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Policy: Entitlements

Pennsylvania's Gov. Tom Corbett to lay out his position on Medicaid

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Associated Press,Health Care,Entitlements,Tom Corbett,Pennsylvania

HARRISBURG, Pa. (AP) — Gov. Tom Corbett will start a three-day tour Monday to lay out his plans to improve health care and reveal the conditions under which he would accept additional Medicaid dollars under the sweeping federal health care law designed to provide insurance to more working poor.

A key condition for Corbett will be an idea being explored by some other states — using the Medicaid dollars to buy private insurance policies instead of expanding government rolls — where Republicans are wary of expanding traditional Medicaid coverage.

The announcement arrives after months of Corbett aides pressing the U.S. Department of Health and Human Services to accept the governor's terms to join the Medicaid expansion, a major element of President Barack Obama's signature 2010 law.

Corbett, a Republican who sued unsuccessfully to overturn the federal law, is a critic of Medicaid, saying it is bloated and costly, and his aides insist that the forthcoming proposal will not amount to an expansion of Medicaid's enrollment.

"Gov. Corbett does not support growing an entitlement program as he has been very clear about the need for reform," spokeswoman Lynn Lawson said Friday. Lawson did not give details about the forthcoming plan or reveal where Corbett will stop on the tour.

But three people who are familiar with the plan said Corbett's conditions to accept the money reflect ideas that administration officials have publicly discussed in recent months. The people spoke on condition of anonymity because they did not want to be named revealing details of his plan before Corbett announces it.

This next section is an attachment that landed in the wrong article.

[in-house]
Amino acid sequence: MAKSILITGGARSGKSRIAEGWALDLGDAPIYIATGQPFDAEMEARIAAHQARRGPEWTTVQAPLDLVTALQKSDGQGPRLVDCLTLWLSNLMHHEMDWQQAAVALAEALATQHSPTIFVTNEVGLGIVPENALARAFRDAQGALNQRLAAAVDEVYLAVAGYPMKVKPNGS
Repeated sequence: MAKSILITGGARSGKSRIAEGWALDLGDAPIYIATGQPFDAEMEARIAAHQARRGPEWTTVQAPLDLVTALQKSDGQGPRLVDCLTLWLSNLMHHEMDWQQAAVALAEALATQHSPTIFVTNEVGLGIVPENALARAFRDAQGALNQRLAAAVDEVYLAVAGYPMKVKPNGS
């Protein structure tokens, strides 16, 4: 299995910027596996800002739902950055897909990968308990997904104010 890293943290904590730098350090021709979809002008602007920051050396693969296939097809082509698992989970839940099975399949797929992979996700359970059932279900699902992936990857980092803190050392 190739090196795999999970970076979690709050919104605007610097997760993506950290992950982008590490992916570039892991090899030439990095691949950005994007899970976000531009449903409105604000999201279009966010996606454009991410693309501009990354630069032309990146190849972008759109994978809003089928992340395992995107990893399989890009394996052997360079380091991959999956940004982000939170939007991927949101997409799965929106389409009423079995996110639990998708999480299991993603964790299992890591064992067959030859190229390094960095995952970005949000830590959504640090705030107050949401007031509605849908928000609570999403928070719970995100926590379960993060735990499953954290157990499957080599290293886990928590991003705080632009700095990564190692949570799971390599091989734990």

For states that participate in the Medicaid expansion, the extra federal money becomes available Jan. 1.

However, it is not yet clear whether the U.S. Department of Health and Human Services will agree to Corbett's conditions, and the Corbett administration has yet to submit an official request for approval. In addition, Corbett's public welfare secretary, Beverly Mackereth, has said previously that the administration will probably need until 2015 to negotiate and prepare for a Medicaid expansion plan.

The conditions Corbett will lay out include allowing Pennsylvania to use the new federal Medicaid dollars to help adults who are eligible under the expanding income guidelines to buy private health insurance on the online exchanges that open Jan. 1, the people familiar with the plan said.

Corbett also wants to require the enrollees to share the cost, for instance by paying a premium that is a percentage of their income, they said.

But first, Corbett will insist that the Obama administration approve changes to Pennsylvania's existing Medicaid program for working-age adults, they said. For instance, he wants to require low-income, working-age adults already on Medicaid — including pregnant women, parents and people with disabling conditions — to search for work and pay a premium, they said.

Besides Medicaid, Corbett will take on the issues of children's health care and access to physicians.

He will propose improvements to the Children's Health Insurance Program, including eliminating a six-month waiting period before a child can get coverage, as a way to close the gap of an estimated 150,000 children in Pennsylvania who lack health care. And he will also propose new ways to persuade medical school graduates to practice in areas of Pennsylvania that are in need of more family doctors, they said.

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